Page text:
Evaluate Websites

Here are some factors to consider when determining whether a website contains reliable information:


  • Who is responsible for the webpage?
  • What authority or expertise does the author have?
  • Can you contact the author of the page? 
  • What institution published the page?
  • What is the domain of the page? .gov and .edu pages are generally more authoritative than .com or .net pages 


  • When was the page created?
  • When was the page last updated?
  • Is the information on the page current?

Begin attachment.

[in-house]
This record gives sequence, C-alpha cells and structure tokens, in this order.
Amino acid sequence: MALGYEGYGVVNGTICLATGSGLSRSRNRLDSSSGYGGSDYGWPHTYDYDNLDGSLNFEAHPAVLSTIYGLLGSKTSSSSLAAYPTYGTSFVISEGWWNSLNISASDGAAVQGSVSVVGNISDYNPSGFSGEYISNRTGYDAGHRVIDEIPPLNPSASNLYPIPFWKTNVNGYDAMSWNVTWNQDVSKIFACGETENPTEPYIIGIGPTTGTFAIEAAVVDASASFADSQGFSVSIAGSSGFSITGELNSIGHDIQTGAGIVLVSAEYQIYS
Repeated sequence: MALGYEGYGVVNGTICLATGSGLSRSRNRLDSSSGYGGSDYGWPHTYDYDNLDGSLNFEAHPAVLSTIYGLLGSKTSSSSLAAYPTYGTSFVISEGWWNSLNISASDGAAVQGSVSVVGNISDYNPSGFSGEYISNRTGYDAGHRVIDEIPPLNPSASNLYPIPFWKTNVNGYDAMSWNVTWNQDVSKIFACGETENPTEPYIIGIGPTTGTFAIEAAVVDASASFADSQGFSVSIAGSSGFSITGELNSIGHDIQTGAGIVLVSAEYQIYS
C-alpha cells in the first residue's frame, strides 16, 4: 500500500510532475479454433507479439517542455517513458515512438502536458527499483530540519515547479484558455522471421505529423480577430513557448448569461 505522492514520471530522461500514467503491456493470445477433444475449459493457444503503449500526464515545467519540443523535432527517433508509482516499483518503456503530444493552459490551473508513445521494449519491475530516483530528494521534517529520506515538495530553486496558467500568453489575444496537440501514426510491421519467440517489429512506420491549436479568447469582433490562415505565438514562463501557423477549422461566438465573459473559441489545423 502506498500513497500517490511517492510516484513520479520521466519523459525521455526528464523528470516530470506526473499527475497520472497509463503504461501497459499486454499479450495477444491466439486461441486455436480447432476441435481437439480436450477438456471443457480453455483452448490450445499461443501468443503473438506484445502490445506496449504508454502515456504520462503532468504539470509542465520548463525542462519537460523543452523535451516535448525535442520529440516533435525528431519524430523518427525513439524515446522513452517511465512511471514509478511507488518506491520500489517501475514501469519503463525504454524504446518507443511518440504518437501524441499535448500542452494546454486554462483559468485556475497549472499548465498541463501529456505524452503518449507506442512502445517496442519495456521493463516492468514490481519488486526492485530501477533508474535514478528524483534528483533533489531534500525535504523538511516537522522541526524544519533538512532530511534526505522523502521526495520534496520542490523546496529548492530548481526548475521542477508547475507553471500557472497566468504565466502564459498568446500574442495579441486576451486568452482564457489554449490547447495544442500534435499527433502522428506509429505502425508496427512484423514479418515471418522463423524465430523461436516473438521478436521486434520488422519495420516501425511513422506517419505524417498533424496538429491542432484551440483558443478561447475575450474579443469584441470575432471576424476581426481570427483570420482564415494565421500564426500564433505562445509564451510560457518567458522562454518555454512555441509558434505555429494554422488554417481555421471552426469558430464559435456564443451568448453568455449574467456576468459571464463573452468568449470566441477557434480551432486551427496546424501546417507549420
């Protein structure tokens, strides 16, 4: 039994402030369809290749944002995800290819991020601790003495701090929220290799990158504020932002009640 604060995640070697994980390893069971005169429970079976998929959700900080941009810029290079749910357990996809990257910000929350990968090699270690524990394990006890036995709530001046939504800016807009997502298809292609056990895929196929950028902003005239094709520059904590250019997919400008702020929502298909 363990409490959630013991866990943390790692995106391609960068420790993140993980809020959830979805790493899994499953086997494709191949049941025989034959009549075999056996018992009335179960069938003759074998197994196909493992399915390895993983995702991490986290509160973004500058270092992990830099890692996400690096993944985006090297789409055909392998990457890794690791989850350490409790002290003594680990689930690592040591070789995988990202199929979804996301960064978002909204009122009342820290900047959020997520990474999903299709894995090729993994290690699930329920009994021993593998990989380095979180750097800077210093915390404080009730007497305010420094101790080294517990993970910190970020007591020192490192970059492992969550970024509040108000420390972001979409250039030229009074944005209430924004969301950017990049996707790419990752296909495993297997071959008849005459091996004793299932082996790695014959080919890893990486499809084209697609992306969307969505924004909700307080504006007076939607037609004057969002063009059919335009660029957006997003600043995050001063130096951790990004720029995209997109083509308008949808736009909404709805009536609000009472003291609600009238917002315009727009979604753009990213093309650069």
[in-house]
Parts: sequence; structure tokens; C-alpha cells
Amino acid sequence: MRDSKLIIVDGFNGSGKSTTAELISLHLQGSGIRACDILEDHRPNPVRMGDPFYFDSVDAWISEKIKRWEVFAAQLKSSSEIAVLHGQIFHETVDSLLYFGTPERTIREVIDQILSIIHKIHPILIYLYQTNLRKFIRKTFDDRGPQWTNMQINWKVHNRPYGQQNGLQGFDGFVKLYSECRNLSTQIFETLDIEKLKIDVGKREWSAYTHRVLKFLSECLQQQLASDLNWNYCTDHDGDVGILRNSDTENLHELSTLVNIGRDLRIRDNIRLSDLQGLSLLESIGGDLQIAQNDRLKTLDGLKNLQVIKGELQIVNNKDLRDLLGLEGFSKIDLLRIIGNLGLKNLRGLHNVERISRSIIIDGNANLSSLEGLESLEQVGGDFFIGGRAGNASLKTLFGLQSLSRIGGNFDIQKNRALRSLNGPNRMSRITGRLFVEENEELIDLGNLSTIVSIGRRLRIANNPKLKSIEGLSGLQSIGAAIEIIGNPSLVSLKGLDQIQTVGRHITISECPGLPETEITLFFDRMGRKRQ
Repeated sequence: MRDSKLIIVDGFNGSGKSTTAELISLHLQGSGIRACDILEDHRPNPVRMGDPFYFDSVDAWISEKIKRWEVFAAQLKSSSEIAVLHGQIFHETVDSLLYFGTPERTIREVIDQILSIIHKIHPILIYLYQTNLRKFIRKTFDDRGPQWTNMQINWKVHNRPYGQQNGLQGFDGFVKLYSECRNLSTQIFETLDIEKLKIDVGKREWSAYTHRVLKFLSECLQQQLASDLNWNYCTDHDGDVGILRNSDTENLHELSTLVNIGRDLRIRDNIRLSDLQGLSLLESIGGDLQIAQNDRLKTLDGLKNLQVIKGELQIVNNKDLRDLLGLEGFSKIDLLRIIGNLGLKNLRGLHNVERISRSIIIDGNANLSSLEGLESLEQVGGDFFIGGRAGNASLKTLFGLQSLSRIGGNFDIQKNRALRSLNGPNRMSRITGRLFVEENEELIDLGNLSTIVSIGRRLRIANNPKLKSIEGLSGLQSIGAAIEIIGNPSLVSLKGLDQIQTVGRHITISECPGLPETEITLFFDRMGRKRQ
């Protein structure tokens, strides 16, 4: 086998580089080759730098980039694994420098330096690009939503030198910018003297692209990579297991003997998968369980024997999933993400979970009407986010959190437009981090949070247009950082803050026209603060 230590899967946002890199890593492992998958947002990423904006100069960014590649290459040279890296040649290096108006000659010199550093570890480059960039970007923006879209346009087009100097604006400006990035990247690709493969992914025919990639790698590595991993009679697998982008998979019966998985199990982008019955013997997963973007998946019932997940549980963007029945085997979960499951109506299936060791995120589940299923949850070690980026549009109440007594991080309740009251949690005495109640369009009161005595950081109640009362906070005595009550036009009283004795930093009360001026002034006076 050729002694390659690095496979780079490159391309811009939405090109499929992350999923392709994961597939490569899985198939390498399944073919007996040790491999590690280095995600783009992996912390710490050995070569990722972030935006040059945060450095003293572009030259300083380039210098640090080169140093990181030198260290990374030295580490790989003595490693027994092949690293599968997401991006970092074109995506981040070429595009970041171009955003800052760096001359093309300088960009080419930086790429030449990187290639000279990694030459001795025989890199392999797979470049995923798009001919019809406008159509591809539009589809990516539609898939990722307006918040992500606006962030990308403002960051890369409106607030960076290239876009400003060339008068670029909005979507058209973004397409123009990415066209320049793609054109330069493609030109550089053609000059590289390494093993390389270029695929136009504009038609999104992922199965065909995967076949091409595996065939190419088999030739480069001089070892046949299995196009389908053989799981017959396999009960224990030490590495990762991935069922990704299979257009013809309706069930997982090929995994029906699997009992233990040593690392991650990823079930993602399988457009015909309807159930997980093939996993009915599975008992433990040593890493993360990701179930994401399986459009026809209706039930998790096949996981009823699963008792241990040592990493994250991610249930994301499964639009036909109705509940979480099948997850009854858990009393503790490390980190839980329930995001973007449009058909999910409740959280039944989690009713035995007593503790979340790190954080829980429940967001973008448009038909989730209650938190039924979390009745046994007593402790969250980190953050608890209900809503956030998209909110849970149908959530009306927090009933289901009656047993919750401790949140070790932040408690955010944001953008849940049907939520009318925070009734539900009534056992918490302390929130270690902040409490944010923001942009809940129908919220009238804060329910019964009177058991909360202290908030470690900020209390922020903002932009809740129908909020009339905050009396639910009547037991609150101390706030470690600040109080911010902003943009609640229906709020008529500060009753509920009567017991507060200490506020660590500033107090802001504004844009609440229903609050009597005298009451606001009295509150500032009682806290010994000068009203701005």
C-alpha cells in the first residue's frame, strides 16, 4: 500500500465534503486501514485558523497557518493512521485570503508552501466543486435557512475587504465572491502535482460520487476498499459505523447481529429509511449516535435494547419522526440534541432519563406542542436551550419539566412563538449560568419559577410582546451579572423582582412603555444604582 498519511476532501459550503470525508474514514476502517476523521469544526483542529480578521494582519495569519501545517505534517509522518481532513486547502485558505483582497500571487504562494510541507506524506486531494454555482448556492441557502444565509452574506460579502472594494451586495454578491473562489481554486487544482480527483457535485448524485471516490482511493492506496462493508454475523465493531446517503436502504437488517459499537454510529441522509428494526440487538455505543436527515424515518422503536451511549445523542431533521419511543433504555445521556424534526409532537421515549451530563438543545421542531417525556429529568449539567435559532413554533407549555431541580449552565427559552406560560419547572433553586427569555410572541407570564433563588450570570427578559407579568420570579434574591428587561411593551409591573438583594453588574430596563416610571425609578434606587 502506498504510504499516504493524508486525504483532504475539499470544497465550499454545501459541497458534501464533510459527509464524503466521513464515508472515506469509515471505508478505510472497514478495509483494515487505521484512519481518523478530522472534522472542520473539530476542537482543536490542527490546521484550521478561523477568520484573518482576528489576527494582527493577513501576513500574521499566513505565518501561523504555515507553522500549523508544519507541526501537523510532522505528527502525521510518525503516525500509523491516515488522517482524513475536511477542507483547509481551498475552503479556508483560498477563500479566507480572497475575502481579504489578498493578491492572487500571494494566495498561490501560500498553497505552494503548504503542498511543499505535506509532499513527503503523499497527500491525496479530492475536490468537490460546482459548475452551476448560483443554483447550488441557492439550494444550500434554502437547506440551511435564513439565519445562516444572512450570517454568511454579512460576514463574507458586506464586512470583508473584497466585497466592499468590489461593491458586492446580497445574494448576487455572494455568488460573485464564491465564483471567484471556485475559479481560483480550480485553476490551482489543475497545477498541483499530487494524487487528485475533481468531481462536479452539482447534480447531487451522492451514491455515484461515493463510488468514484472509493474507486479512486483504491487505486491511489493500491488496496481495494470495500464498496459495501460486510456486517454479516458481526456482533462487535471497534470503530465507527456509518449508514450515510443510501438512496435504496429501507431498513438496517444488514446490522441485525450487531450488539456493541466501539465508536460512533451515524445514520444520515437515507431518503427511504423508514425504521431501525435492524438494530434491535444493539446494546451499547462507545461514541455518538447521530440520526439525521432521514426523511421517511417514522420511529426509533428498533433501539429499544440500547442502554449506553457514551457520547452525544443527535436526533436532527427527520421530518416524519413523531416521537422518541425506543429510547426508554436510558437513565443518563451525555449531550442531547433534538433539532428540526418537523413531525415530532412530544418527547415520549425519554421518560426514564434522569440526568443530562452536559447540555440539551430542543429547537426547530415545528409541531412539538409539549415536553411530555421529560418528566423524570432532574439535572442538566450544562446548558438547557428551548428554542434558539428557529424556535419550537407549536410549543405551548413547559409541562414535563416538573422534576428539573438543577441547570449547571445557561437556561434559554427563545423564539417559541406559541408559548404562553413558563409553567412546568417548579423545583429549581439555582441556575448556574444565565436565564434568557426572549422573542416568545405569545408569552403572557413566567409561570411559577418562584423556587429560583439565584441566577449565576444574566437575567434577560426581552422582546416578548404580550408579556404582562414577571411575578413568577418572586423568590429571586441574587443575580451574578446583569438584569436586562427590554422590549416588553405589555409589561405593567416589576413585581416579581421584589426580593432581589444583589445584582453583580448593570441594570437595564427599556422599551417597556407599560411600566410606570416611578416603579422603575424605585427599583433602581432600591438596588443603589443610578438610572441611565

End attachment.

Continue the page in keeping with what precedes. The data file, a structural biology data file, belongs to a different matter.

• Do all of the links work?
  • Do the links lead to current and relevant information? 


  • What are the goals and objectives of the page?
  • Is the page trying to get you to buy something?
  • Does the author express an opinion or try to convince you of something?
  • Is someone making a profit off the page?
  • Is the page supported by advertising?
  • Who sponsored the page and why? 


  • Is the webpage supported by documentation, graphs, footnotes, etc.?
  • Is information cited correctly?
  • Are there links to other resources? If so, are those resources reliable?
  • Is the information scholarly in nature? 


  • Is the webpage well organized and easy to navigate?
  • Is special software required to view the information?
  • Does the page include help or search sections?

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